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Ultimately, you don't have to prove that you weren't in a business relationship; she has to prove that you were.
Without a written agreement or some testimony that you had a verbal agreement, I don't see a way she could win, based on what you've told me.
She would need either a written contract or some testimony that you verbally intended to form a partnership (even with testimony that there was a verbal agreement, she would still have a difficult case).
Under normal circumstances, yes, but the partnership agreement would spell all of that out. Absent a partnership agreement or some contract binding the two of you together, she would have a difficult - if not impossible - time making a claim to the profits.
Correct. If you had a partnership, the manufacturer would have written a check to A&B Partnership, or whatever you would have been called. The fact that they paid you separately is very strong evidence in your favor. If need be, you could call someone from the company to testify to that fact.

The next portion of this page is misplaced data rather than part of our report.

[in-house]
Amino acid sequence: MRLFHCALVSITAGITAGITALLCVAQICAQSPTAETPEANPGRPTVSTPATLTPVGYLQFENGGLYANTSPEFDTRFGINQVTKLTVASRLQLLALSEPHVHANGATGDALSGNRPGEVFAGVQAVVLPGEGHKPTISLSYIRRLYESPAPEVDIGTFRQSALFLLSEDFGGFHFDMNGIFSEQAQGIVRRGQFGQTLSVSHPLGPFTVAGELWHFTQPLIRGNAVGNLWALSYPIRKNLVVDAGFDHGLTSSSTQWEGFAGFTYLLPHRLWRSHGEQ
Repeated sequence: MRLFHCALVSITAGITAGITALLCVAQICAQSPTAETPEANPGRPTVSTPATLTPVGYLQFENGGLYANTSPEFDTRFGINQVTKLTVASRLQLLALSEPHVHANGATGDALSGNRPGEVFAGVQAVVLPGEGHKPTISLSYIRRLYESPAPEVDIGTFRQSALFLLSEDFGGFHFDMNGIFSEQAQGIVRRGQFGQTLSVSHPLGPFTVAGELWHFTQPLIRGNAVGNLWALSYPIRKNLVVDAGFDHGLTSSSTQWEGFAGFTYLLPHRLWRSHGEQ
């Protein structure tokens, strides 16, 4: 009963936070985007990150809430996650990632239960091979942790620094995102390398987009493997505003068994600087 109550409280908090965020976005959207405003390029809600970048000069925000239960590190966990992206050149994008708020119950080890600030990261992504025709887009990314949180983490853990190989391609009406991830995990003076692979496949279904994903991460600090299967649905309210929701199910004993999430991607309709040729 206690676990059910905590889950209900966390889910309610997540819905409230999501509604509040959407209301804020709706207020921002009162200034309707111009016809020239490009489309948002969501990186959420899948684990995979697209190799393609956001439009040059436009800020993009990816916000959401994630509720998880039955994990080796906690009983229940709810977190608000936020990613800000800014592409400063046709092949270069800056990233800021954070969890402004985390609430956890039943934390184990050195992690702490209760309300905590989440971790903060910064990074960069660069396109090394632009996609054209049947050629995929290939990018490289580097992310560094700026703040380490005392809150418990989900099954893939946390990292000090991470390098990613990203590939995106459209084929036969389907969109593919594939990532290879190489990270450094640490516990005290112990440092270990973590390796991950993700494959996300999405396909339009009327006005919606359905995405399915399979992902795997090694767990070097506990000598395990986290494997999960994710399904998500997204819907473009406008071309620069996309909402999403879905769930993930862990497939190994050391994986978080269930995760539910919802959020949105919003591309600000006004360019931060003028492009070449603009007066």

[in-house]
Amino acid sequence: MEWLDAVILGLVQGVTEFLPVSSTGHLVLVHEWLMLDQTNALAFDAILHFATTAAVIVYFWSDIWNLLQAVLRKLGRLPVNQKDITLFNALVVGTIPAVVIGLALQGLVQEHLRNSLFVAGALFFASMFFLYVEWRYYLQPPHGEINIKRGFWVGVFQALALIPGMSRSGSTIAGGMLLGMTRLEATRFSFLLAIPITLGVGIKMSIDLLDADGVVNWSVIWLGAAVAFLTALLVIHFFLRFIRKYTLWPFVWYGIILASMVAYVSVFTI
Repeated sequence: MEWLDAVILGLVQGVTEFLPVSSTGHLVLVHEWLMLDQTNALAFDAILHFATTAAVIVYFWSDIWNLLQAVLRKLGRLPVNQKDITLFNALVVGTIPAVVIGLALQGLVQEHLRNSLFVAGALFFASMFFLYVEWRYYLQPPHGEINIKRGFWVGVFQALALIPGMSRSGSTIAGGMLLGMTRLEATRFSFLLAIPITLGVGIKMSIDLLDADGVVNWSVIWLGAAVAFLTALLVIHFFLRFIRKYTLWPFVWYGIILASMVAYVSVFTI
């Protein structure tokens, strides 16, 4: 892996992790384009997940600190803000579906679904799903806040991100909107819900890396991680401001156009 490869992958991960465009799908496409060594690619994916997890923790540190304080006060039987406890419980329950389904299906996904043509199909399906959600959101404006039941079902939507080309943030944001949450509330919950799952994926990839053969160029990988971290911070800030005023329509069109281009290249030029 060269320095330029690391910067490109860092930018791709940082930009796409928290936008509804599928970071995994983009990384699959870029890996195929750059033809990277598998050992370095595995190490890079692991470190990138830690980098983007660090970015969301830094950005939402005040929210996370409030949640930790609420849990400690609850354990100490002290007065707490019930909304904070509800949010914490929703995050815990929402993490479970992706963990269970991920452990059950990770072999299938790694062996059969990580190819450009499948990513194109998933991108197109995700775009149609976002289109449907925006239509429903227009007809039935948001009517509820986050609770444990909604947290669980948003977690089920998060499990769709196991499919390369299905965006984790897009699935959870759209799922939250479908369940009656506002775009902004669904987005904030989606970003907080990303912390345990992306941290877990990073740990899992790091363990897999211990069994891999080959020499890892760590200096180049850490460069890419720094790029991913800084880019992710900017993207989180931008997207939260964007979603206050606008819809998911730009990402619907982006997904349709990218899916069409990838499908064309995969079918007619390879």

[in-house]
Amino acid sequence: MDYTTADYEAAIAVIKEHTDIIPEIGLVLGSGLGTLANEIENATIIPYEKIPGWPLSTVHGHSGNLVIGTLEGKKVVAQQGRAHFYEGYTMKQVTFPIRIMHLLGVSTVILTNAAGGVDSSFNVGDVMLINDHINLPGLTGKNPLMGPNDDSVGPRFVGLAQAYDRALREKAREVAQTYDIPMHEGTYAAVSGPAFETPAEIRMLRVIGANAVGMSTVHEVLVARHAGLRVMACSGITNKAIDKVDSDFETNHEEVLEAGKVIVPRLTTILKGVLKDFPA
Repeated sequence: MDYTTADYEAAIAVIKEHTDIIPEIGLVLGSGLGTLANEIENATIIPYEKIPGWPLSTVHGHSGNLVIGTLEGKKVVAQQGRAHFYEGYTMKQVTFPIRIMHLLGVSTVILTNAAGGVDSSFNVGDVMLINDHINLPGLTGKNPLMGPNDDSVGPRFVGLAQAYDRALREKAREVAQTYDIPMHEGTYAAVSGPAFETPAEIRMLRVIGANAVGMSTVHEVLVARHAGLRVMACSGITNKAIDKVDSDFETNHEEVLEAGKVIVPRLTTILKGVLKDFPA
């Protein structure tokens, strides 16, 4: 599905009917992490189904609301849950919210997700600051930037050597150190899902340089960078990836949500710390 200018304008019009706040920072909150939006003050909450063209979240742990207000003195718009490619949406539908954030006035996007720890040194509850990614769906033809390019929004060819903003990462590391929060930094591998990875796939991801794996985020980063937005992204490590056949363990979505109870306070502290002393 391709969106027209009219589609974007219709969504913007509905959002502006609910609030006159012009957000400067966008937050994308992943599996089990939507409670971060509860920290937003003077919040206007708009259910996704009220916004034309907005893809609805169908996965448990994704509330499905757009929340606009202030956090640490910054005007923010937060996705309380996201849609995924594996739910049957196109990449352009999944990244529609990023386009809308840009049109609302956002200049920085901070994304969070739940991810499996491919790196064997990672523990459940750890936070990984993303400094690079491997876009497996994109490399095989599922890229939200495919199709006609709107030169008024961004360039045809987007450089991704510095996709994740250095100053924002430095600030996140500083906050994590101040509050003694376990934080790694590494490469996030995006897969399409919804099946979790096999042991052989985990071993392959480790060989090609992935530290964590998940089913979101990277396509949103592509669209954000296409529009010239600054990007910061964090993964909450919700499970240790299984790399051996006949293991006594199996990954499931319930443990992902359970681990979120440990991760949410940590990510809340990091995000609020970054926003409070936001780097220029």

Based on what you've told me, I can't see any reason that a court would find that a partnership existed.
Yes, I've seen cases where someone attempted to go back and say the parties intended to enter into a partnership, but never got around to signing the paperwork. Even then, a judge found that none existed. You are in a better position than that.
In this case, she has neither the law or facts on her side. The only way she could win, based on the facts as you've described them, is if you fail to show up and defend yourself, in which case she would get a default judgment.
Also, if a judge simply ignored the law and awarded her the money anyway, you would have a strong case on appeal.
Obviously, nobody can guarantee anything, but, simply put, her case is very, very weak.
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